Dr. Gelfand sees this distinction, this continuum as explaining many social conflicts. Everything from conflicts between nation-states, between different groups within cultures, between spouses and families, between parenting styles, and between corporate cultures in mergers. She tracks the correlations between loosen and tightness and many other measures: including happiness, well-being, economic success, governing stabilities, etc. She finds that cultures that are more balanced between tightness and looseness (the goldilocks principle) tend to do better on all these measures. Veer too tightly or too loosely and things tend to trend worse for that culture.

Gelfand argues that the cause of norms tightening up is from a perception of danger. Cultures that tend to be tighter experience more threats: internally or externally. These might be from other people (e.g. threats of invasions) or natural (e.g. regular earthquakes or severe weather events). She sees this at work in industry as well: industries with tighter norms, more compliance and regulations, are ones where there is greater potential for danger and harm. A looseness about mistakes and compliance at a nuclear power plant is dangerous. And those industries that are seen as loose (think Silicon Valley) are ones where mistakes aren’t going to lead to death and widespread harm. Gelfand argues that in the presence of a threat, cultures of all kinds tighten up and when that threat fades, there is a loosening. (This helps to make sense of the way many otherwise liberal (loose) societies, like New Zealand or California, imposed very tight restrictions during Covid).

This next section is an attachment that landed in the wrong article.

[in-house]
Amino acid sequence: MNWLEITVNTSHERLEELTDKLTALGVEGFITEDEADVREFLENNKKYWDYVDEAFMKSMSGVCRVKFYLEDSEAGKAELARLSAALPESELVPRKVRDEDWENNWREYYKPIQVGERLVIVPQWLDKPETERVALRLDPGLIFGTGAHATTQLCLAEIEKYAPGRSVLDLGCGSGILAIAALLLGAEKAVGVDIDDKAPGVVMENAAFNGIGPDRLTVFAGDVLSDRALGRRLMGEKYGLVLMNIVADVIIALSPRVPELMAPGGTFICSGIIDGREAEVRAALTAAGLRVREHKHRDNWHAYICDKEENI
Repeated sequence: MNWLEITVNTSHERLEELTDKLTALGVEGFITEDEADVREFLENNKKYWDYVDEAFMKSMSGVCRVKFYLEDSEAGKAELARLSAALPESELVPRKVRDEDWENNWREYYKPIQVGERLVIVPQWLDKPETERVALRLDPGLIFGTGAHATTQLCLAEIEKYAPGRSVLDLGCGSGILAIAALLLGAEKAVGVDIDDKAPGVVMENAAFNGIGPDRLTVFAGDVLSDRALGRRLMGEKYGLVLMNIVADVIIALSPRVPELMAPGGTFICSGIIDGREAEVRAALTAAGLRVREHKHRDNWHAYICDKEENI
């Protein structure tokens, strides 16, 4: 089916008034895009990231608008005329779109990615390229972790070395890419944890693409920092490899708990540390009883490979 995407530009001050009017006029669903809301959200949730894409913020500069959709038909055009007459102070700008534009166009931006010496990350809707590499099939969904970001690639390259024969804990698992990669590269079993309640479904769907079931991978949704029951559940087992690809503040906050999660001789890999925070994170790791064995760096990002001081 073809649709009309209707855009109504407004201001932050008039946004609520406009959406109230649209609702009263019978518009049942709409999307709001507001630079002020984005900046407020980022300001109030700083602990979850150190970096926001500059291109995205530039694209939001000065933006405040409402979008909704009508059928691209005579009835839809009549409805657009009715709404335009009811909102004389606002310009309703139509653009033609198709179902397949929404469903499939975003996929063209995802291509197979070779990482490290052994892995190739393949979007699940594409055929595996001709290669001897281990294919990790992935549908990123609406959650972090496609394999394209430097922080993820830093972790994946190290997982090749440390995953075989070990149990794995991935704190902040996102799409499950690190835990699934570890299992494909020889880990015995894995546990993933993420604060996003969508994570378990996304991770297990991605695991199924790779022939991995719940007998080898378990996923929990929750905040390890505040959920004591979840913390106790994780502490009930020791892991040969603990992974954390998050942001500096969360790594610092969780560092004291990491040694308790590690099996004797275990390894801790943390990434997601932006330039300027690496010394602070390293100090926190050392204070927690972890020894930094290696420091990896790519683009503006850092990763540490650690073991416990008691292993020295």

There is a lot to be learned by using the tight/loose framework to make sense of many things. However, I think Gelfand over does it; it is too all encompassing: she sees tightness and looseness under ever rock and around every corner. It is presented as explaining everything about cultures. I don’t think she actually thinks that, but as you go through the book, that is definitely the impression one can walk away from. There is not enough discussion of alternative theories that might explain things better but also the places where the thesis doesn’t seem to work that well. There are several “exceptions” to her thesis connecting threats to tightness: Israel, the Netherlands, California, etc. These are cultures that tend to be much looser than the thesis would suggest, given the threats they regularly face. Gelfand does discuss these and how they are exceptions, her main response is that these are also diverse cultures and that mitigates against the tightening one would normally expect. That is interesting, but ultimately, I found it a bit too quick.